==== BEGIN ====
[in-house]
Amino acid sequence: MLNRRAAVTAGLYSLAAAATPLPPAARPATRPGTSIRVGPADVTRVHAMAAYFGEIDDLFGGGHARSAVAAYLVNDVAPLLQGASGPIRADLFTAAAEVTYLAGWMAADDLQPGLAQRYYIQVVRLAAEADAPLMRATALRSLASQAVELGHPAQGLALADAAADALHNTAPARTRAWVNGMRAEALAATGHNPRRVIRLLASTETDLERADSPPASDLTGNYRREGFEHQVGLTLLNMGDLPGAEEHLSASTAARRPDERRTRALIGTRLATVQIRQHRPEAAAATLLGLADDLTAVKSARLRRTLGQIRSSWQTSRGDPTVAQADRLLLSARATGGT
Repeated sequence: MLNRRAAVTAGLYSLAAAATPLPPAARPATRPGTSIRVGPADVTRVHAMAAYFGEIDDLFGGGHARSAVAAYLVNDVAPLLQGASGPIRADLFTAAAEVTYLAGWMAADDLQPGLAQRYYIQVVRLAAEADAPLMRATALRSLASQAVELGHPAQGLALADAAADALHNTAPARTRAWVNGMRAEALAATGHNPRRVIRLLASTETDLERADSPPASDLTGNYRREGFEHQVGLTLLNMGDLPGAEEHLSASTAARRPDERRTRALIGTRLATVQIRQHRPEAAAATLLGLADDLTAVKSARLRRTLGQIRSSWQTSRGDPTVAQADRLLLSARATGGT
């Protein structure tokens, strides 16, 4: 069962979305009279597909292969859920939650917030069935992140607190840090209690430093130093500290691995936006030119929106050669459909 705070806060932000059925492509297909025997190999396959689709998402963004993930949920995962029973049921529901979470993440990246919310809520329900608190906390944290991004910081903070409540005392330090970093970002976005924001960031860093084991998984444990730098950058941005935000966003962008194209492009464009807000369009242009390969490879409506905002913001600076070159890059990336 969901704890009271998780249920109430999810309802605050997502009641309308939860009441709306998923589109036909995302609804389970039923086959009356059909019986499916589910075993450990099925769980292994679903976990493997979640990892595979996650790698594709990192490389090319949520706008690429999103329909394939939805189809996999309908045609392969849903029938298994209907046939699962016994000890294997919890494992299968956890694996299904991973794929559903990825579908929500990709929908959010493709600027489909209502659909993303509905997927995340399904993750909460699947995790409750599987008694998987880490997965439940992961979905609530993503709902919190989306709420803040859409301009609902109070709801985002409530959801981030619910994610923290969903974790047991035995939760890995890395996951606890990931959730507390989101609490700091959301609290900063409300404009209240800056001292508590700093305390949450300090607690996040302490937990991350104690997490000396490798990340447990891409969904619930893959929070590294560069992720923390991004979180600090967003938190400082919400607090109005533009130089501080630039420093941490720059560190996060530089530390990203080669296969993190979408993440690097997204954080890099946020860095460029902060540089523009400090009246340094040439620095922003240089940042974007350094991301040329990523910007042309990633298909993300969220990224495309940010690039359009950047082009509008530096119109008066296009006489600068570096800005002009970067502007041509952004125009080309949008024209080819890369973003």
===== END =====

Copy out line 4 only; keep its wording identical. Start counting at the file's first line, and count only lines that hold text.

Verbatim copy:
């Protein structure tokens, strides 16, 4: 069962979305009279597909292969859920939650917030069935992140607190840090209690430093130093500290691995936006030119929106050669459909 705070806060932000059925492509297909025997190999396959689709998402963004993930949920995962029973049921529901979470993440990246919310809520329900608190906390944290991004910081903070409540005392330090970093970002976005924001960031860093084991998984444990730098950058941005935000966003962008194209492009464009807000369009242009390969490879409506905002913001600076070159890059990336 969901704890009271998780249920109430999810309802605050997502009641309308939860009441709306998923589109036909995302609804389970039923086959009356059909019986499916589910075993450990099925769980292994679903976990493997979640990892595979996650790698594709990192490389090319949520706008690429999103329909394939939805189809996999309908045609392969849903029938298994209907046939699962016994000890294997919890494992299968956890694996299904991973794929559903990825579908929500990709929908959010493709600027489909209502659909993303509905997927995340399904993750909460699947995790409750599987008694998987880490997965439940992961979905609530993503709902919190989306709420803040859409301009609902109070709801985002409530959801981030619910994610923290969903974790047991035995939760890995890395996951606890990931959730507390989101609490700091959301609290900063409300404009209240800056001292508590700093305390949450300090607690996040302490937990991350104690997490000396490798990340447990891409969904619930893959929070590294560069992720923390991004979180600090967003938190400082919400607090109005533009130089501080630039420093941490720059560190996060530089530390990203080669296969993190979408993440690097997204954080890099946020860095460029902060540089523009400090009246340094040439620095922003240089940042974007350094991301040329990523910007042309990633298909993300969220990224495309940010690039359009950047082009509008530096119109008066296009006489600068570096800005002009970067502007041509952004125009080309949008024209080819890369973003």